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Nobunaga(Nobunaga Oda) (nōbo͞onä`gä ōdä`), 1534–82, Japanese military commander. The son of a daimyodaimyo
[Jap.,=great name], the great feudal landholders of Japan, the territorial barons as distinguished from the kuge, or court nobles. Great tax-free estates were built up from the 8th cent.
..... Click the link for more information. , Nobunaga greatly expanded his father's holdings, becoming master of three provinces near present-day Nagoya. The emperor secretly appealed to him for help, and Nobunaga, acting in the emperor's name, became (1568) dictator of central Japan. Though he restored the ousted shōgun (Nobunaga's ancestry made him ineligible for the title), the real power was his and, aided by his general HideyoshiHideyoshi
(Hideyoshi Toyotomi) , 1536–98, Japanese warrior and dictator. He entered the service of Nobunaga as his sandal holder and rose to become his leading general. After Nobunaga's death Hideyoshi ruled as civilian dictator.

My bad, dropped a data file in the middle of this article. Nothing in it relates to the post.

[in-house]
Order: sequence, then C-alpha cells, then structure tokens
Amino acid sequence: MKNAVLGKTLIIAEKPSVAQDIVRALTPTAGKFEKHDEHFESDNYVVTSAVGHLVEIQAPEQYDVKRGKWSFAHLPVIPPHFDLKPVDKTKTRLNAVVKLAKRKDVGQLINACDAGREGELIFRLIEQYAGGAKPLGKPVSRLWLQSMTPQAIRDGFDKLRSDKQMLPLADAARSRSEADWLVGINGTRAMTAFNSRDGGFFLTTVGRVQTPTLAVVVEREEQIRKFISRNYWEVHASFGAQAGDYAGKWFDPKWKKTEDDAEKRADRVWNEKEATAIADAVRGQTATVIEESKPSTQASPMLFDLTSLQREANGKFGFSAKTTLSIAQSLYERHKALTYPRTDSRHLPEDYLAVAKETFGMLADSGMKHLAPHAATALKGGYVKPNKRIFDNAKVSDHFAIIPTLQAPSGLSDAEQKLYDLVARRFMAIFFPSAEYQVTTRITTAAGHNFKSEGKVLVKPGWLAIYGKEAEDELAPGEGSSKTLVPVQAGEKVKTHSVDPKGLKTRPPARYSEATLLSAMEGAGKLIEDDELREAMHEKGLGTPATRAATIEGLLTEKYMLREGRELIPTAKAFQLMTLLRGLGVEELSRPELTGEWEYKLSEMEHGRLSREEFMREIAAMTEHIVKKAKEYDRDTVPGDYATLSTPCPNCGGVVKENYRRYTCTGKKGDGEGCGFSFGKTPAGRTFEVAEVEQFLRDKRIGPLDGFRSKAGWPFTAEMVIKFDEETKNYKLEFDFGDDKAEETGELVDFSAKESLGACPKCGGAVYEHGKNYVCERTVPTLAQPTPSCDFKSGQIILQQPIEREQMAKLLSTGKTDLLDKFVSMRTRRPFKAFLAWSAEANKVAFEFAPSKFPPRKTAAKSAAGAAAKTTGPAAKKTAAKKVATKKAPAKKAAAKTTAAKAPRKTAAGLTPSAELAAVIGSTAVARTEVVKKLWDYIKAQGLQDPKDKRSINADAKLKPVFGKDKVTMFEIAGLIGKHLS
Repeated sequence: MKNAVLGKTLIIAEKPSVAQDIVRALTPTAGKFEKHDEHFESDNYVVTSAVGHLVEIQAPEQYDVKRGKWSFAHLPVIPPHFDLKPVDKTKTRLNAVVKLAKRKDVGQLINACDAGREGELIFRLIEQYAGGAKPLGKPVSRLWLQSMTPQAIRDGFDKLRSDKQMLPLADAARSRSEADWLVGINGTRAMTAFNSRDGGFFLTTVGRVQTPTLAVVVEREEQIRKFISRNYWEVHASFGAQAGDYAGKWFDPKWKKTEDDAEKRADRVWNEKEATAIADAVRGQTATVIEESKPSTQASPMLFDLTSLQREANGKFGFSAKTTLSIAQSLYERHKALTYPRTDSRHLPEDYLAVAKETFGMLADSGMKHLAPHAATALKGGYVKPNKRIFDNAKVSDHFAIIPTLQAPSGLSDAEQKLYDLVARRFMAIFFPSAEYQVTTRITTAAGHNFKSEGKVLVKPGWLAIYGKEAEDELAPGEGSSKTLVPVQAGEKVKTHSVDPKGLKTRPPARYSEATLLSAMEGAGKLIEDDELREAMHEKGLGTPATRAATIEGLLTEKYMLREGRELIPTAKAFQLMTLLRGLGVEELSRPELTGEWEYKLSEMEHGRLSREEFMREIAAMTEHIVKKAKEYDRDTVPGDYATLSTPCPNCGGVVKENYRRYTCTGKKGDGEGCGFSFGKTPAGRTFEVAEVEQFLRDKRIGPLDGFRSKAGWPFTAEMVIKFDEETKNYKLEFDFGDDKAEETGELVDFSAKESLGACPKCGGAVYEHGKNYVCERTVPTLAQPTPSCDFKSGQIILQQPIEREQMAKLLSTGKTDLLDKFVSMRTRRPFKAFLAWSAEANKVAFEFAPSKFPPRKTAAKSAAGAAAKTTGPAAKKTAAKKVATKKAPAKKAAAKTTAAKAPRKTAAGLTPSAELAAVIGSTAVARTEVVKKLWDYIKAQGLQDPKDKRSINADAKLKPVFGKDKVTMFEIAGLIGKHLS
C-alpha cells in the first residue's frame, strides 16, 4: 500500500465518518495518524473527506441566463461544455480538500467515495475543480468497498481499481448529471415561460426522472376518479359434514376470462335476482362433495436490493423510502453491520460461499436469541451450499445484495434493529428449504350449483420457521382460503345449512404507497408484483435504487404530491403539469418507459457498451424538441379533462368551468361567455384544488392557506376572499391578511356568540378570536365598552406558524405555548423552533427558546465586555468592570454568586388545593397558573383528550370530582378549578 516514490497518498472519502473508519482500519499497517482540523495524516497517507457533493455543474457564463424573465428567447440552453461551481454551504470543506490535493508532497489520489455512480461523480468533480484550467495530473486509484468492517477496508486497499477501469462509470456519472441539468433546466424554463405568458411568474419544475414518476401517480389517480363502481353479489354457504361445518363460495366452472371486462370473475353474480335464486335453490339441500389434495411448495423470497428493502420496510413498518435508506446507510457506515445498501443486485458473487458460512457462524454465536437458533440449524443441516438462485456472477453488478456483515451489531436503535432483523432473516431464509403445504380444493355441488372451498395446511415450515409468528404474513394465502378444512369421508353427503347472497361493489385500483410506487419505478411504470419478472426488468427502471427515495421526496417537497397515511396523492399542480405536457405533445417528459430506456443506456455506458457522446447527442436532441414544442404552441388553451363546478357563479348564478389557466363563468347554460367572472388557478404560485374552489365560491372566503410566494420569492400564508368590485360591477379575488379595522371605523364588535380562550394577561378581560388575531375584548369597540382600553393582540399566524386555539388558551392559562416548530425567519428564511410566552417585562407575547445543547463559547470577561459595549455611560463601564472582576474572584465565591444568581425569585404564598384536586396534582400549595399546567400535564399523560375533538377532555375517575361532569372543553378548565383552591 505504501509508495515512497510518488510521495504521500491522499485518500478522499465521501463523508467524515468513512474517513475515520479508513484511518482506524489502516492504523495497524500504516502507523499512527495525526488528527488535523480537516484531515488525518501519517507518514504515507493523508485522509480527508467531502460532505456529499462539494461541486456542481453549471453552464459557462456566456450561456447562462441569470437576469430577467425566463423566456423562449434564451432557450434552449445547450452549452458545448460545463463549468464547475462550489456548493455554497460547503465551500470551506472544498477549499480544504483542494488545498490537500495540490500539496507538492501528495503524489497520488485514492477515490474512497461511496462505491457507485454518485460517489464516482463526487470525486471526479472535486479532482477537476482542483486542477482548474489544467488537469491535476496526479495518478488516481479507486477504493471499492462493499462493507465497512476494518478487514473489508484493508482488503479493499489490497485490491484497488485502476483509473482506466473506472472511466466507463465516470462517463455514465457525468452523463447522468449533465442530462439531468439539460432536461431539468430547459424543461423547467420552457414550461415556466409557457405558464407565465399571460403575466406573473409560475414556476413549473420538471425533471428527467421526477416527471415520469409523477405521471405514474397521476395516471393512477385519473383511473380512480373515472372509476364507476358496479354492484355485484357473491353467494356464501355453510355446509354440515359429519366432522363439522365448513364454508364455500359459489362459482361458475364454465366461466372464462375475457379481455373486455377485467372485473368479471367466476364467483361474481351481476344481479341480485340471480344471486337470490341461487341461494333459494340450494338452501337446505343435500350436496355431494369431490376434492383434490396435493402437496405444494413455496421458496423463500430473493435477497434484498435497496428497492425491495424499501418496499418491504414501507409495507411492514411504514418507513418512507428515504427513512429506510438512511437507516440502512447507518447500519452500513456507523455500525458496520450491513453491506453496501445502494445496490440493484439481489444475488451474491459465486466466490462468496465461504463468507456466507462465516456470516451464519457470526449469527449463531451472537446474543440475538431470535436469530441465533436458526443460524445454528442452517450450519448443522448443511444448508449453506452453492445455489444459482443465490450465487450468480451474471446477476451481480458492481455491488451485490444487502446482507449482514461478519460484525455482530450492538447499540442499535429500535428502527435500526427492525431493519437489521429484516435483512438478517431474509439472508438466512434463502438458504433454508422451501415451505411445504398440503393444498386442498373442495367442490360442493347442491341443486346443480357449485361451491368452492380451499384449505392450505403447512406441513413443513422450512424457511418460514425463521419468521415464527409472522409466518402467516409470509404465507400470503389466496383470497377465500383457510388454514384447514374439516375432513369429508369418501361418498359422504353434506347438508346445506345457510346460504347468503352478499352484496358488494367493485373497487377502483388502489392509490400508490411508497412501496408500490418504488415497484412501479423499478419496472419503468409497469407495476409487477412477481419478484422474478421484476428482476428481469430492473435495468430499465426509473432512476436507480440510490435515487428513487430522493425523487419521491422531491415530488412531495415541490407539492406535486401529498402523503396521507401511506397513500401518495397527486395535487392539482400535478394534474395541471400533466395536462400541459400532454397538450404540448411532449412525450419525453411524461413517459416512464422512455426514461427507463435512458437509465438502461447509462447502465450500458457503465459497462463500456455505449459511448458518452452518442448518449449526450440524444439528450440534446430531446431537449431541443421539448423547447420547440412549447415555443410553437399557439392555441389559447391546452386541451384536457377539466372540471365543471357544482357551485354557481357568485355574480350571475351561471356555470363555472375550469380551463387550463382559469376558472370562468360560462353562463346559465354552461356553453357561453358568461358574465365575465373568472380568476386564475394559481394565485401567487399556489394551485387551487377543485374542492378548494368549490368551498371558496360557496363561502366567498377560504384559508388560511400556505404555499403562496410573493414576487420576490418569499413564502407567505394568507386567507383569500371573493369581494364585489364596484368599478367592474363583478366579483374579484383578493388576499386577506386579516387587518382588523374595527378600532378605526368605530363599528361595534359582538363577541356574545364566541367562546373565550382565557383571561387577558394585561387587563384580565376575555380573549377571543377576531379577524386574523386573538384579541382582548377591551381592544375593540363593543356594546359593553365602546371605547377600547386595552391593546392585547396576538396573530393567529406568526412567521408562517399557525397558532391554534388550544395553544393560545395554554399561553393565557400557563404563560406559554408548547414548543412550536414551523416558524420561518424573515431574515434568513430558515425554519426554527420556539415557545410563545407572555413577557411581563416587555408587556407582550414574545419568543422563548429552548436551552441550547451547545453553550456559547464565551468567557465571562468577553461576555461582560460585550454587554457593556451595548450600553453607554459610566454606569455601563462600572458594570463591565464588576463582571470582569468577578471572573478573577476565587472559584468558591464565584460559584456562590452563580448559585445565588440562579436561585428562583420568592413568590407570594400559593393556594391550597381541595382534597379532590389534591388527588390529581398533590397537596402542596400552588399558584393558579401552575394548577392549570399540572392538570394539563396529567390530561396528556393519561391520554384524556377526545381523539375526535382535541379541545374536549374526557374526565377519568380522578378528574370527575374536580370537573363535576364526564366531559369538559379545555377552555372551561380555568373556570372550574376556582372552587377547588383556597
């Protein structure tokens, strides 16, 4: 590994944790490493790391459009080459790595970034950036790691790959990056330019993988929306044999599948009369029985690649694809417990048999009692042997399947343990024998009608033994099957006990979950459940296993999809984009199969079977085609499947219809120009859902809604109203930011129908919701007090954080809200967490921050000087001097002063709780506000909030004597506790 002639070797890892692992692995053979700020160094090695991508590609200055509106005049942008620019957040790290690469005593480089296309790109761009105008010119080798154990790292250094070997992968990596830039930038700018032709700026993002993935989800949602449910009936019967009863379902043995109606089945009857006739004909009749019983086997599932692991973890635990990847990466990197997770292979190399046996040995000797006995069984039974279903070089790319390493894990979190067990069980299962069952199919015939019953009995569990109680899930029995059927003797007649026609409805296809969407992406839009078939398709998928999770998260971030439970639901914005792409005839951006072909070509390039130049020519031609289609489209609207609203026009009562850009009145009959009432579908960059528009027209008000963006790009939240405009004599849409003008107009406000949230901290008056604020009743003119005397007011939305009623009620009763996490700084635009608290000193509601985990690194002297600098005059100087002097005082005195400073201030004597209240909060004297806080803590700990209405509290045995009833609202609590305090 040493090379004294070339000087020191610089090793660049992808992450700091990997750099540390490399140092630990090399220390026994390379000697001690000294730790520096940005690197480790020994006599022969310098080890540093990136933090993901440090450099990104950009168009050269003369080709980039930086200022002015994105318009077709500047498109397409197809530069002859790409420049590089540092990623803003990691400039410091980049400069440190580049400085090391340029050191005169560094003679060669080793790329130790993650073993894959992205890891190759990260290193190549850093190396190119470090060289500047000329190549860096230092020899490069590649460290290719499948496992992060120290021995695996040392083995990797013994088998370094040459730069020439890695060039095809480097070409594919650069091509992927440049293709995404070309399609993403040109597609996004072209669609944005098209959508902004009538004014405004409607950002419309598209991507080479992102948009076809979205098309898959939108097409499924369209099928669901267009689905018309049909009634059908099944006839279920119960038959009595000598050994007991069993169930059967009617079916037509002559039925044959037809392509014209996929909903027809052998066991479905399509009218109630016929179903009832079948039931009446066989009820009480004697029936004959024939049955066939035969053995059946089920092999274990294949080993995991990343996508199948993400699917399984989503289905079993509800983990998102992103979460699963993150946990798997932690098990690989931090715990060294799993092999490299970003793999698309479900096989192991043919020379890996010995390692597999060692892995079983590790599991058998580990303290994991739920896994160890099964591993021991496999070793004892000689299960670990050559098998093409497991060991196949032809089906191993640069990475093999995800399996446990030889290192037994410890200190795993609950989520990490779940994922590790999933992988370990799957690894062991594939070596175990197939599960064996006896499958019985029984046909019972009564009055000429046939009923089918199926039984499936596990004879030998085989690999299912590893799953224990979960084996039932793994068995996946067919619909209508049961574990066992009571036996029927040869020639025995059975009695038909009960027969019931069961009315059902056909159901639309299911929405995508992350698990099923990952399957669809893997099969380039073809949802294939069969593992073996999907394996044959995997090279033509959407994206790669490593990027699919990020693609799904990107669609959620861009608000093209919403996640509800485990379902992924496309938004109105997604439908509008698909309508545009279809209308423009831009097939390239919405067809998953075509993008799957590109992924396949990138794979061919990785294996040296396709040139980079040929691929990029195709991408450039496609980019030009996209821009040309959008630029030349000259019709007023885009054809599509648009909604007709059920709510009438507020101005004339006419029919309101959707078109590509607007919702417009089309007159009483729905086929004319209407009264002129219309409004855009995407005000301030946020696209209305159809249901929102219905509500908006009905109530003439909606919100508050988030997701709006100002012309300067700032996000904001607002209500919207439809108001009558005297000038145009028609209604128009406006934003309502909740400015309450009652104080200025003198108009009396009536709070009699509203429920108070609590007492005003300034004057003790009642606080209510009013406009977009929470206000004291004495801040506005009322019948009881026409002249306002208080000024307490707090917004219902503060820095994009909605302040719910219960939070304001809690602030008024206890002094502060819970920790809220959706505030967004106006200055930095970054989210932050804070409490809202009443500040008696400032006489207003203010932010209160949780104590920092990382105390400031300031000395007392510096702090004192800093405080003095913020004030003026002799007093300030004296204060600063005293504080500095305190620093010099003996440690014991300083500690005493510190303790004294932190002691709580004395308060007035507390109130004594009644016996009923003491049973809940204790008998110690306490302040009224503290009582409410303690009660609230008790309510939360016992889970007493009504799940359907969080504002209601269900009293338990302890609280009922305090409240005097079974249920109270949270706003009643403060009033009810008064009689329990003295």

..... Click the link for more information. Toyotomi and his ally IeyasuIeyasu
(Ieyasu Tokugawa) , 1542–1616, Japanese warrior and dictator. A gifted leader and brilliant general, he founded the Tokugawa shogunate. Early in his career he helped Nobunaga and Hideyoshi unify Japan.
..... Click the link for more information. , he unified all Japan except the extreme north and west. He broke the temporal power of the great Buddhist sects by destroying their armies. He was one of the first Japanese generals to supply his foot-soldiers with muskets. The early Jesuits in Japan gained Nobunaga's respect and, thereby, his permission to preach. Under his rule, free trade was encouraged and an era of castle building began. He was murdered by one of his discontented generals before the unification of all Japan, a task that was completed by Hideyoshi and Ieyasu.